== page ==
Avigdor's American Apologist
Anti-Defamation League head Abraham Foxman thinks American Jews should give Avigdor Lieberman a chance. Now that Lieberman’s party, Yisrael Beiteinu, has merged with Likud, Foxman suggests (in the words of Forward reporter Nathan Guttman) that “it is time for the Jewish community to change its basic stance toward him.” Lieberman’s merger into Likud “should be seen, according to Foxman, as evidence that he is more of a pragmatist than many believe.”
Let’s count the fallacies. First, if Foxman really believes that a Yisrael Beiteinu-Likud merger means, in and of itself, that Lieberman is a pragmatist then he’d presumably have to say the same of Hamas if it merged with Fatah. In fact, there’s no evidence that Lieberman has abandoned his authoritarian, anti-Palestinian views as the price of joining Netanyahu’s ranks. And those figures in Likud most committed to democratic norms have said so. “This is no longer the Likud,” warned Deputy Prime Minister Dan Meridor after news of the merger broke. Another Likud cabinet minister, Michael Eitan, called the deal a “threat to Israeli democracy.”
Second, Foxman’s claim that “it is time for the Jewish community change its basic stance toward” Lieberman implies that American Jewish leaders were tough on him in the first place. Nothing could be further from the truth. In December 2006, when Lieberman took his first trip to the U.S. as Deputy Prime Minister, a New York Jewish Week headline declared, “Controversial Leader Gets Pass from Jewish Leaders.” And it quoted one Abraham Foxman as insisting that, “I don’t see anything extremist since he became part of the government.” In February 2009, after elections that boosted Lieberman’s power further, a Forward headline announced, “Jewish Leaders Largely Silent on Lieberman’s Role in Government.” A JTA headline declared, “Lieberman Loyalty Loath Proposal Finds Support in U.S.” At the time Foxman told Politico that “There is nothing in his speeches that indicates someone that would threaten the shared values that we have.” (To be fair, the ADL has at times criticized some of Lieberman’s most outrageous statements).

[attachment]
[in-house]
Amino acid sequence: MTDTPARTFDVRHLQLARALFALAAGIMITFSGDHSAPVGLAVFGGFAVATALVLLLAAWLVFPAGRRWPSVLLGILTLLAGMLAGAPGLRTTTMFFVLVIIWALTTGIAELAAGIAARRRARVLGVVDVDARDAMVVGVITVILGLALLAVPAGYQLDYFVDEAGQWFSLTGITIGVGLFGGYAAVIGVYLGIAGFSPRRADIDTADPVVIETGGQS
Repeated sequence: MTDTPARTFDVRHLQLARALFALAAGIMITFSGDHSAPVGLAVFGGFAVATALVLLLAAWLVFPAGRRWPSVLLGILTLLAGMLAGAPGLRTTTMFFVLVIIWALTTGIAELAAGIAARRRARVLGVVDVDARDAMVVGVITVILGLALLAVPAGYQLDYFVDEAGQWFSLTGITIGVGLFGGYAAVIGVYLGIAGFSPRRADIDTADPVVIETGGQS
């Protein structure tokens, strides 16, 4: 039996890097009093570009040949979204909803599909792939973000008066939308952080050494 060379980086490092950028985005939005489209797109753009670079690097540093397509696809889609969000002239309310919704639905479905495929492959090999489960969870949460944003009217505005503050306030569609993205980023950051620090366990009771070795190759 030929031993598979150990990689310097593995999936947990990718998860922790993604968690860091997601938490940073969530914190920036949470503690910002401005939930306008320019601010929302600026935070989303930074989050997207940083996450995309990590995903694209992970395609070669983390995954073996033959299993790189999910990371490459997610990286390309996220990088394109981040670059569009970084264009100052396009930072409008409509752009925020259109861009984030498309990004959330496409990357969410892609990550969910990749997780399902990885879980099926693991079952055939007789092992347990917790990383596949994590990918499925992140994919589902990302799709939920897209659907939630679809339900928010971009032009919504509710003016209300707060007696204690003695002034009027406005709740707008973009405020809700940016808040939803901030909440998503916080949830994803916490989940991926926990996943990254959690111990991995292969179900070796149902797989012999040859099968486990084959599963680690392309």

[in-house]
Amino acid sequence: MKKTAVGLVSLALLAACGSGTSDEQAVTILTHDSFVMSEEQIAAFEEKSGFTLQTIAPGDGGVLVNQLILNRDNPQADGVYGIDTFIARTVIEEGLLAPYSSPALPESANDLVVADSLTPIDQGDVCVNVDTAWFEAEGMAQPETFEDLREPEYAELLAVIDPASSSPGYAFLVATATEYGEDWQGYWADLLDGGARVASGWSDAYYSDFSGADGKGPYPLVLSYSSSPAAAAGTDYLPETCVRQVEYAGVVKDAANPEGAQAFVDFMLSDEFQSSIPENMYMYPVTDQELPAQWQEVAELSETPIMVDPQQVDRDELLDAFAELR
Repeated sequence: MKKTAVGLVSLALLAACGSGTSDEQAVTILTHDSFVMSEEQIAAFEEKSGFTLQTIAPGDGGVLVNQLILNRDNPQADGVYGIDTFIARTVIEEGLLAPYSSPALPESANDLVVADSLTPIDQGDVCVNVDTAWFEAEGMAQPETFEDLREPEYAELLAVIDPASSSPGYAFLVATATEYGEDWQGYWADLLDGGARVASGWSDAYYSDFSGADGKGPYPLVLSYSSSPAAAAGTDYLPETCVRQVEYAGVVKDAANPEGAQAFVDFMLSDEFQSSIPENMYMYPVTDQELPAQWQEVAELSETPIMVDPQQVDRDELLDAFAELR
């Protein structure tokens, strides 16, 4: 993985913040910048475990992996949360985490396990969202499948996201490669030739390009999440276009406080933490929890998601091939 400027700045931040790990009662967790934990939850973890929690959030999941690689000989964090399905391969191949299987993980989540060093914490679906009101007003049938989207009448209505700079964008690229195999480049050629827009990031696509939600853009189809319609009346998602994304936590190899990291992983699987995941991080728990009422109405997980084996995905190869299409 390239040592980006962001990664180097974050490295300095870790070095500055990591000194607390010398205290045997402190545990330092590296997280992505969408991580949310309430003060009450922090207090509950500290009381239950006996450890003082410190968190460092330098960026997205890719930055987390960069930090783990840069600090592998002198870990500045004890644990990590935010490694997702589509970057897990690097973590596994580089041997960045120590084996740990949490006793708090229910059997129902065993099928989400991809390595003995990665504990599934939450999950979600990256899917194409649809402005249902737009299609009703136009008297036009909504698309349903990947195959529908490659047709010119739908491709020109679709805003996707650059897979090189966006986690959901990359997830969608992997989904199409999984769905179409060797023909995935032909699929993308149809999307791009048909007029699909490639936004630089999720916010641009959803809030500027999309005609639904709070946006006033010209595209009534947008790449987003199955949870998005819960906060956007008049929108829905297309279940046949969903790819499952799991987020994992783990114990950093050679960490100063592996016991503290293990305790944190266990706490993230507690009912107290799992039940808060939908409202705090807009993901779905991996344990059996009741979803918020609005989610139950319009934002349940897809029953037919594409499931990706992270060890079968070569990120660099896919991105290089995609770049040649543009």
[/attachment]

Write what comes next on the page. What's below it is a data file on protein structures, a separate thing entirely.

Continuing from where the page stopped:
Since then, members of Lieberman’s party have introduced legislation allowing only Israelis who have completed military or other national service to serve in the Knesset, which would disqualify the vast majority of Israel’s Palestinian citizens. They’ve proposed imprisonment for Palestinians who publicly commemorate their expulsion from their homes in 1948. They’ve tried to change Israel’s Basic Law to prevent Palestinians from the West Bank or Gaza Strip from gaining Israeli citizenship if they marry Israelis. And in a 2010 speech before the United Nations, Lieberman proposed redrawing Israel’s border so as to exile Palestinian citizens from the country against their will.
The party merger makes Lieberman—a former member of Meir Kahane’s Kach Party who in 2009 ran on the crudely racist slogan “only Lieberman understands Arabic”—Netanyahu’s heir apparent as leader of the Israeli right. If he assumes that role, and perhaps even Israel’s prime ministership, we can all look forward to more comments by Abraham Foxman suggesting that the American Jewish leadership cease its irrational hostility and give him a fighting chance.